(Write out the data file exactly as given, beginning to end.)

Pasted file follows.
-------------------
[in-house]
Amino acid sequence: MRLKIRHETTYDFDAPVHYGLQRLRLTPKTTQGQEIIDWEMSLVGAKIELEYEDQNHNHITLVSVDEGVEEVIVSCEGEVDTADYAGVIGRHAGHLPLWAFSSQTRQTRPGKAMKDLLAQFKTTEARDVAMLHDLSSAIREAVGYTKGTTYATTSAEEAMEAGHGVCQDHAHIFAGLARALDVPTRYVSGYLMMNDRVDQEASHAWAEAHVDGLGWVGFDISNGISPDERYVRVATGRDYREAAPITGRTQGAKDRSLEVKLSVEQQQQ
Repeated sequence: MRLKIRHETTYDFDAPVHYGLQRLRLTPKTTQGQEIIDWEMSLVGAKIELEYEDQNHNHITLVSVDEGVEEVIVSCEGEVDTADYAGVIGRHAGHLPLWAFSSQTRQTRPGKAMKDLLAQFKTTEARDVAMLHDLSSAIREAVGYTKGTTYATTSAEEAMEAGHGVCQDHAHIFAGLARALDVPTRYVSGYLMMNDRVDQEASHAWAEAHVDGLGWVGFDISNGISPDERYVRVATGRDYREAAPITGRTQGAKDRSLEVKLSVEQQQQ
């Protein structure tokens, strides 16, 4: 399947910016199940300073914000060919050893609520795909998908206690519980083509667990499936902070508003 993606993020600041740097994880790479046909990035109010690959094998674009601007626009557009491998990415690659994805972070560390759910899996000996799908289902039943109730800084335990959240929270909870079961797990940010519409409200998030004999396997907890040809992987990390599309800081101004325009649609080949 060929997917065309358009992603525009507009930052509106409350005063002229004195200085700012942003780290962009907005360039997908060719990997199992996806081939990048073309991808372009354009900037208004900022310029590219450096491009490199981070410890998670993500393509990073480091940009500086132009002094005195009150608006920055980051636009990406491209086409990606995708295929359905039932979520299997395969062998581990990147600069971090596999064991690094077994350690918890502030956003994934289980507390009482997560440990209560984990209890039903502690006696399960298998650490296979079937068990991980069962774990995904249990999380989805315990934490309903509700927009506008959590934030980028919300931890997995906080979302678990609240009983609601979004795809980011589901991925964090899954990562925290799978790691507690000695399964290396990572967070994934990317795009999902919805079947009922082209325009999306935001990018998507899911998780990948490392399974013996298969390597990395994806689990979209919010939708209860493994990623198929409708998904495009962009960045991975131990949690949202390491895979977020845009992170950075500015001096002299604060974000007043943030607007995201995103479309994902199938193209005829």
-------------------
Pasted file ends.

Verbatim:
[in-house]
Amino acid sequence: MRLKIRHETTYDFDAPVHYGLQRLRLTPKTTQGQEIIDWEMSLVGAKIELEYEDQNHNHITLVSVDEGVEEVIVSCEGEVDTADYAGVIGRHAGHLPLWAFSSQTRQTRPGKAMKDLLAQFKTTEARDVAMLHDLSSAIREAVGYTKGTTYATTSAEEAMEAGHGVCQDHAHIFAGLARALDVPTRYVSGYLMMNDRVDQEASHAWAEAHVDGLGWVGFDISNGISPDERYVRVATGRDYREAAPITGRTQGAKDRSLEVKLSVEQQQQ
Repeated sequence: MRLKIRHETTYDFDAPVHYGLQRLRLTPKTTQGQEIIDWEMSLVGAKIELEYEDQNHNHITLVSVDEGVEEVIVSCEGEVDTADYAGVIGRHAGHLPLWAFSSQTRQTRPGKAMKDLLAQFKTTEARDVAMLHDLSSAIREAVGYTKGTTYATTSAEEAMEAGHGVCQDHAHIFAGLARALDVPTRYVSGYLMMNDRVDQEASHAWAEAHVDGLGWVGFDISNGISPDERYVRVATGRDYREAAPITGRTQGAKDRSLEVKLSVEQQQQ
């Protein structure tokens, strides 16, 4: 399947910016199940300073914000060919050893609520795909998908206690519980083509667990499936902070508003 993606993020600041740097994880790479046909990035109010690959094998674009601007626009557009491998990415690659994805972070560390759910899996000996799908289902039943109730800084335990959240929270909870079961797990940010519409409200998030004999396997907890040809992987990390599309800081101004325009649609080949 060929997917065309358009992603525009507009930052509106409350005063002229004195200085700012942003780290962009907005360039997908060719990997199992996806081939990048073309991808372009354009900037208004900022310029590219450096491009490199981070410890998670993500393509990073480091940009500086132009002094005195009150608006920055980051636009990406491209086409990606995708295929359905039932979520299997395969062998581990990147600069971090596999064991690094077994350690918890502030956003994934289980507390009482997560440990209560984990209890039903502690006696399960298998650490296979079937068990991980069962774990995904249990999380989805315990934490309903509700927009506008959590934030980028919300931890997995906080979302678990609240009983609601979004795809980011589901991925964090899954990562925290799978790691507690000695399964290396990572967070994934990317795009999902919805079947009922082209325009999306935001990018998507899911998780990948490392399974013996298969390597990395994806689990979209919010939708209860493994990623198929409708998904495009962009960045991975131990949690949202390491895979977020845009992170950075500015001096002299604060974000007043943030607007995201995103479309994902199938193209005829």